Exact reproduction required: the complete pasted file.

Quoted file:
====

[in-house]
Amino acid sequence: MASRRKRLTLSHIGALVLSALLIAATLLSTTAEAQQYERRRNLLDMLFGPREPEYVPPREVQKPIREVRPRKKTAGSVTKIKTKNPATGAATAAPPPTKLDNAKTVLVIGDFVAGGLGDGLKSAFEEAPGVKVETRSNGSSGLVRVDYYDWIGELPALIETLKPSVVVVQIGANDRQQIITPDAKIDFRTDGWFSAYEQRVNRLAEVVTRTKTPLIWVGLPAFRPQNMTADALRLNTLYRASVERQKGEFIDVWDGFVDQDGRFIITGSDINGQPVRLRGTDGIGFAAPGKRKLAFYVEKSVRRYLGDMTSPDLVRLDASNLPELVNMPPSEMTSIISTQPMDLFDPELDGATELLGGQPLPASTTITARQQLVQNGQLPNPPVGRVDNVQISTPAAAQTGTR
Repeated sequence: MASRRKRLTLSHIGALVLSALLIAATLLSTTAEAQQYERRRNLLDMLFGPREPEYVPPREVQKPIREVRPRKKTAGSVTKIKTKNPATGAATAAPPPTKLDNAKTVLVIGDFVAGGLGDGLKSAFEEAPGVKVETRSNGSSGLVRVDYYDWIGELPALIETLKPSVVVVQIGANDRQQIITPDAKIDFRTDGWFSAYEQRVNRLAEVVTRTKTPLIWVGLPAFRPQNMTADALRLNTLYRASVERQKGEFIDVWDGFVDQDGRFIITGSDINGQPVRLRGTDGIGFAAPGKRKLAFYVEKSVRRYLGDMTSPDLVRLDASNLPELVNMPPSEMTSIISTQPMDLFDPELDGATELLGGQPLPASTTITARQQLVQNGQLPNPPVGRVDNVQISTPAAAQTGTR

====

[in-house]
Amino acid sequence: MASRRKRLTLSHIGALVLSALLIAATLLSTTAEAQQYERRRNLLDMLFGPREPEYVPPREVQKPIREVRPRKKTAGSVTKIKTKNPATGAATAAPPPTKLDNAKTVLVIGDFVAGGLGDGLKSAFEEAPGVKVETRSNGSSGLVRVDYYDWIGELPALIETLKPSVVVVQIGANDRQQIITPDAKIDFRTDGWFSAYEQRVNRLAEVVTRTKTPLIWVGLPAFRPQNMTADALRLNTLYRASVERQKGEFIDVWDGFVDQDGRFIITGSDINGQPVRLRGTDGIGFAAPGKRKLAFYVEKSVRRYLGDMTSPDLVRLDASNLPELVNMPPSEMTSIISTQPMDLFDPELDGATELLGGQPLPASTTITARQQLVQNGQLPNPPVGRVDNVQISTPAAAQTGTR
Repeated sequence: MASRRKRLTLSHIGALVLSALLIAATLLSTTAEAQQYERRRNLLDMLFGPREPEYVPPREVQKPIREVRPRKKTAGSVTKIKTKNPATGAATAAPPPTKLDNAKTVLVIGDFVAGGLGDGLKSAFEEAPGVKVETRSNGSSGLVRVDYYDWIGELPALIETLKPSVVVVQIGANDRQQIITPDAKIDFRTDGWFSAYEQRVNRLAEVVTRTKTPLIWVGLPAFRPQNMTADALRLNTLYRASVERQKGEFIDVWDGFVDQDGRFIITGSDINGQPVRLRGTDGIGFAAPGKRKLAFYVEKSVRRYLGDMTSPDLVRLDASNLPELVNMPPSEMTSIISTQPMDLFDPELDGATELLGGQPLPASTTITARQQLVQNGQLPNPPVGRVDNVQISTPAAAQTGTR